Those two losses were not the only setbacks to strike Toronto's already-depleted pitching staff, either. Prior to the game, Blue Jays left-hander Jesse Carlson was hit with a three-game suspension for his part in Tuesday night's bench-clearing incidents in the Bronx.
"That's not too good," said Blue Jays manager Cito Gaston, when asked about losing a handful of arms in one day.
The final blow came in the home half of the ninth inning, when Cervelli sent a pitch from Jays reliever Jason Frasor into left field for an RBI single that plated the decisive run. That gave Toronto (66-80) a 6-12 ledger against New York this year and represented the Major League-leading 48th comeback win of the season for the Yankees (94-53). It was also New York's 14th walk-off victory of the season.
Tallet -- struck on the foot by a sharply-hit grounder off the bat of Robinson Cano in the second -- said he suffered a "deep bone bruise," but X-rays revealed no structural damage. Even so, the lefty might miss his next start -- scheduled for Tuesday. With rookies Marc Rzepczynski and Brett Cecil shut down due to innings limitations, the Jays may be forced to use a group of relievers for that contest.
"I'm going to do everything I can to pitch in six days," said Tallet, who allowed two runs in two innings and left after throwing a few warm-up pitches before the third.
Downs could very well be done for the season. With only 16 games remaining on the schedule, the Jays may decide to shelve the late-inning reliever. Downs, who had two stints on the disabled list with a left foot issue earlier this year, injured his hamstring while running to cover first base on a play in the eighth.
"Breaking to get over, I just felt something kind of give and pop a little bit," said Downs, who will be examined by team doctors in Florida on Thursday. "I don't know if we're going to wait and see. The strength and everything is good. It's just frustrating -- that's all. If it's not one thing, it's another. It's just been one of those years.
"I don't know if there's anything I'm doing wrong or if it's just something that freak things happen."
Two batters before he injured his leg, Downs watched New York's Hideki Matsui crush a misplaced curveball into the right-field stands. That two-run blast erased the solid effort turned in by Toronto's relief corps over the previous five frames, following Tallet's abbreviated outing, and pulled the game into a 4-4 deadlock.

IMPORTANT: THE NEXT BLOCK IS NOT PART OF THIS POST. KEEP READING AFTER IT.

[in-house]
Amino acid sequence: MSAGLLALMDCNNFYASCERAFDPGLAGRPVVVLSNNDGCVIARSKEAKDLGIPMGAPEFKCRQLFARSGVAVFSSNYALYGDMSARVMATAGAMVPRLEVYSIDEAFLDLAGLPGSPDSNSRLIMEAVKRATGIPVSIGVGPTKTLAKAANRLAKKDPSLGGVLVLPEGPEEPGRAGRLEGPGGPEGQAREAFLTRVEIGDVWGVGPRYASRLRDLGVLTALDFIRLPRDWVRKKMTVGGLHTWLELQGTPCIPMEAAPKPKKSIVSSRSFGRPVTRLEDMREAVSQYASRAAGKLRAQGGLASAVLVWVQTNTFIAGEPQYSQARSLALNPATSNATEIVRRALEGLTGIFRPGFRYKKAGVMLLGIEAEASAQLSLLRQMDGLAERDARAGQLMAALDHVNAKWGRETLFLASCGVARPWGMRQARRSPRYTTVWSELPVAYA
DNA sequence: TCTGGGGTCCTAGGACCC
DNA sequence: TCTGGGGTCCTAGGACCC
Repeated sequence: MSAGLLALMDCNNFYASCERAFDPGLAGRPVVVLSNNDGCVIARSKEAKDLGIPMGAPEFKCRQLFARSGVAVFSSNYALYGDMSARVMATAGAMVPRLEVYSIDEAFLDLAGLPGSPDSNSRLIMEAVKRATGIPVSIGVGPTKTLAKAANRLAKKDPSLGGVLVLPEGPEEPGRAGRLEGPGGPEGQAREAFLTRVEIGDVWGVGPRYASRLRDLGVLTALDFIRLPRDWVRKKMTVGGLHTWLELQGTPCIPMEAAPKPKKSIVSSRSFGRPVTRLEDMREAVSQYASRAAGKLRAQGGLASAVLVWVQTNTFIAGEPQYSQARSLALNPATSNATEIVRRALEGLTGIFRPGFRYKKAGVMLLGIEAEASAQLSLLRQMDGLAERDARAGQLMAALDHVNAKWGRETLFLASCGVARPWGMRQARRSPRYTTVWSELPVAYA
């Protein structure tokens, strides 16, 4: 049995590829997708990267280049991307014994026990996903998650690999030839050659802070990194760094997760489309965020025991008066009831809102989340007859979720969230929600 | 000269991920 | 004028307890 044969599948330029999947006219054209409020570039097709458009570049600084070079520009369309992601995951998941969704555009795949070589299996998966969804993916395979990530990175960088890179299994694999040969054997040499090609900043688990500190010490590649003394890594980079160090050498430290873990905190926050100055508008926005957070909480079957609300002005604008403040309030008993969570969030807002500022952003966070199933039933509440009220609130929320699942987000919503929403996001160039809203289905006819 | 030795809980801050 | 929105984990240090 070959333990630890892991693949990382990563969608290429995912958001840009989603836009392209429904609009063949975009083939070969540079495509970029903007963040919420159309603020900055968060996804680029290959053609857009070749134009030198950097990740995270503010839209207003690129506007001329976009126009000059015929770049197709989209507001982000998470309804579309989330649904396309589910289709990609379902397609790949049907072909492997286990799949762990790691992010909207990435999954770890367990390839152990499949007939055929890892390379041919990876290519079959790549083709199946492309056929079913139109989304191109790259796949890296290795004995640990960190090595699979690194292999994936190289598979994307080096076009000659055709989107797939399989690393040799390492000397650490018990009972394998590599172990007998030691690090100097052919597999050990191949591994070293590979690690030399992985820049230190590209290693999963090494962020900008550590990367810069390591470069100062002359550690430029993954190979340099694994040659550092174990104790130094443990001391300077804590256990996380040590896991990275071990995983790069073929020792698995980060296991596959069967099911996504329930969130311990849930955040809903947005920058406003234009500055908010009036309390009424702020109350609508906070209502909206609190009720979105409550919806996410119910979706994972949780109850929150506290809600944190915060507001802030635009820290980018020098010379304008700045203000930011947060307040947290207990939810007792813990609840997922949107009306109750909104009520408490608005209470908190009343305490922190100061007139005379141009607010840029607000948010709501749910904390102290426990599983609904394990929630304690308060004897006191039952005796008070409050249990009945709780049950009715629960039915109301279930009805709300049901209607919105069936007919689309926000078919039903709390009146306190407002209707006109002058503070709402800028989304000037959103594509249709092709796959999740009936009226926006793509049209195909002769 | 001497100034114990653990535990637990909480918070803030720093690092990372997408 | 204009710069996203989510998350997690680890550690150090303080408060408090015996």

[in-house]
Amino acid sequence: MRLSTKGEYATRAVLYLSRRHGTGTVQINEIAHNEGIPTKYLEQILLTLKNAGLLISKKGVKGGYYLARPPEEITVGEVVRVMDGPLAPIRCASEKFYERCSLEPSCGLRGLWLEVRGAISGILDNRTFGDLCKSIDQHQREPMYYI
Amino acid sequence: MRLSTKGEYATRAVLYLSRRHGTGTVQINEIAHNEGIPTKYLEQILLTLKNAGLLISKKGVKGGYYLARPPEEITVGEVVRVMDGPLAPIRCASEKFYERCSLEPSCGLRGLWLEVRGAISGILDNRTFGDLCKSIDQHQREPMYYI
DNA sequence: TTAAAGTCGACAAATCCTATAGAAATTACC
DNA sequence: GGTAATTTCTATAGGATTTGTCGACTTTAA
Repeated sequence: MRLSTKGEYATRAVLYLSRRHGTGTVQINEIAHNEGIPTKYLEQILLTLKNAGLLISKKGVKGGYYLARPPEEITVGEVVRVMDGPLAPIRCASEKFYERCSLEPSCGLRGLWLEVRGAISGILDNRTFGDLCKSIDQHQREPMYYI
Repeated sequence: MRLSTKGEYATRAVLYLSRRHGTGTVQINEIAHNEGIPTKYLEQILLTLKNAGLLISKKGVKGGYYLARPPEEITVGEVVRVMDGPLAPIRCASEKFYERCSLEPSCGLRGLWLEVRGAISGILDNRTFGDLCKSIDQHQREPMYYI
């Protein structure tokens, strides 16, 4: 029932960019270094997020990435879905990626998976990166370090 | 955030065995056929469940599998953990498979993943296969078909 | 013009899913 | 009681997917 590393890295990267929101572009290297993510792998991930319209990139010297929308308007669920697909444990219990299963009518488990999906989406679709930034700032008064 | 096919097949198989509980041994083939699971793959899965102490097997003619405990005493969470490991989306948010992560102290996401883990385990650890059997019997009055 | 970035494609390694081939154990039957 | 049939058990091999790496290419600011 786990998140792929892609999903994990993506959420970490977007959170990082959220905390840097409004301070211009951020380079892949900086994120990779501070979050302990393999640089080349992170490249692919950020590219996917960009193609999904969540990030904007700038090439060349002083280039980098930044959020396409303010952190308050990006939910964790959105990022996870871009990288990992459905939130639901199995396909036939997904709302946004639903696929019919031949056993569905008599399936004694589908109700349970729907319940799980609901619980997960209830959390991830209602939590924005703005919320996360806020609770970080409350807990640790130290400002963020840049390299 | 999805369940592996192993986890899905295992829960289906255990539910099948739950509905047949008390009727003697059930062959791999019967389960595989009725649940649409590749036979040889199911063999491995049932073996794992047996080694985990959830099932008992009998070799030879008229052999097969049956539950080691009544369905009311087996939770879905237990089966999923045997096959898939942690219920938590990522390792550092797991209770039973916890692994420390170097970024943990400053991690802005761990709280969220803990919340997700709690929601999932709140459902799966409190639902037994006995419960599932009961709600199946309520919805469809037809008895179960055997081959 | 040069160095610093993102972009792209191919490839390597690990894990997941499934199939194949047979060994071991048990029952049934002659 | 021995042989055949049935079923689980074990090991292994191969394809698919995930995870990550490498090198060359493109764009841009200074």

The game-tying homer also canceled out the work by the Blue Jays' offense. Jose Bautista contributed a solo home run off Yankees starter Chad Gaudin in the third, giving Toronto 14 long balls in its past six games, and the Jays built a 4-2 advantage that carried into the eighth inning. That merely set the stage for Matsui's heroics.
"He just went down and got it -- a curveball," Downs said. "I was trying to bounce it and didn't bounce it, and he's got one of those swings where if he catches it out front, that's what he likes to do. I just didn't execute what I was planning on doing."
Matsui has been a thorn in Toronto's side all season long, hitting at a .373 clip against the Jays with six homers and 18 RBIs across 17 games. Gaston noted that most of the damage inflicted by Matsui has come against breaking balls.
"I don't know how many curveball home runs Matsui's got to hit off of us before we change our mind on what we're going to throw him," Gaston said. "He seems to kill us, as far as hitting a big home run off us. He's done it a few times already."
Cervelli had not. His single marked the first walk-off hit of the rookie catcher's career, and the Yankees celebrated accordingly.
"If they stay close to you," Gaston said, "they always have a chance to beat you, especially in this ballpark."